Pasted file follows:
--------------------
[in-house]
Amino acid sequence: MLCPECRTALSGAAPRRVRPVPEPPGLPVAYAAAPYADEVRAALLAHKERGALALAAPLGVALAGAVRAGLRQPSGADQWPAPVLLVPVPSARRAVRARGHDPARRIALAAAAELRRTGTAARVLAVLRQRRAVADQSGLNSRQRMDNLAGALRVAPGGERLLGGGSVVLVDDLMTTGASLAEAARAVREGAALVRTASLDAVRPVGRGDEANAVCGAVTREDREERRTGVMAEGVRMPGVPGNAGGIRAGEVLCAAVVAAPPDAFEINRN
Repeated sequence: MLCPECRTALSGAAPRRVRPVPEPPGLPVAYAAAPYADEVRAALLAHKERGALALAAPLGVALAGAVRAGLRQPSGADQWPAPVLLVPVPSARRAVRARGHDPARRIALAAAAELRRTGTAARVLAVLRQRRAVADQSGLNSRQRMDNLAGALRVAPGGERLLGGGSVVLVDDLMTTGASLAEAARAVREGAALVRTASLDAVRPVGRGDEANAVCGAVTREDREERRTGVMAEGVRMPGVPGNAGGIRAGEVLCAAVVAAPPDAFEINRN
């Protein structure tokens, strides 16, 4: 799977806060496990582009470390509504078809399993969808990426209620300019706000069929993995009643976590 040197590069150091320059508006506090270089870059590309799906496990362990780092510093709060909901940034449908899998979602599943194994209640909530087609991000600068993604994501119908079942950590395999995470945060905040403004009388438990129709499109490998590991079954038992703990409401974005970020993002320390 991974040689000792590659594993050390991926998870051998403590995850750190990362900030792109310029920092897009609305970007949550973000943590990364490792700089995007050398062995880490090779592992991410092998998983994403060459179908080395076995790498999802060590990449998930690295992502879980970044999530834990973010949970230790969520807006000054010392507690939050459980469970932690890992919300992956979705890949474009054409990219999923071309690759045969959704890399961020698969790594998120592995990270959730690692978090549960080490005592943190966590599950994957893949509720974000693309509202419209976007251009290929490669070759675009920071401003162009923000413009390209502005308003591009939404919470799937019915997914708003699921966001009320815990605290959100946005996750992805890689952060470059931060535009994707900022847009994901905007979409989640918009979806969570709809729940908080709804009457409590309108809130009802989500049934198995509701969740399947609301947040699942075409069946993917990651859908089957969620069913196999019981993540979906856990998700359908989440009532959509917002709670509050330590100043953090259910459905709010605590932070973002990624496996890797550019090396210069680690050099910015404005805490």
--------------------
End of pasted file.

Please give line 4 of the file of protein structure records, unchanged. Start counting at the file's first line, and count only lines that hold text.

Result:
């Protein structure tokens, strides 16, 4: 799977806060496990582009470390509504078809399993969808990426209620300019706000069929993995009643976590 040197590069150091320059508006506090270089870059590309799906496990362990780092510093709060909901940034449908899998979602599943194994209640909530087609991000600068993604994501119908079942950590395999995470945060905040403004009388438990129709499109490998590991079954038992703990409401974005970020993002320390 991974040689000792590659594993050390991926998870051998403590995850750190990362900030792109310029920092897009609305970007949550973000943590990364490792700089995007050398062995880490090779592992991410092998998983994403060459179908080395076995790498999802060590990449998930690295992502879980970044999530834990973010949970230790969520807006000054010392507690939050459980469970932690890992919300992956979705890949474009054409990219999923071309690759045969959704890399961020698969790594998120592995990270959730690692978090549960080490005592943190966590599950994957893949509720974000693309509202419209976007251009290929490669070759675009920071401003162009923000413009390209502005308003591009939404919470799937019915997914708003699921966001009320815990605290959100946005996750992805890689952060470059931060535009994707900022847009994901905007979409989640918009979806969570709809729940908080709804009457409590309108809130009802989500049934198995509701969740399947609301947040699942075409069946993917990651859908089957969620069913196999019981993540979906856990998700359908989440009532959509917002709670509050330590100043953090259910459905709010605590932070973002990624496996890797550019090396210069680690050099910015404005805490």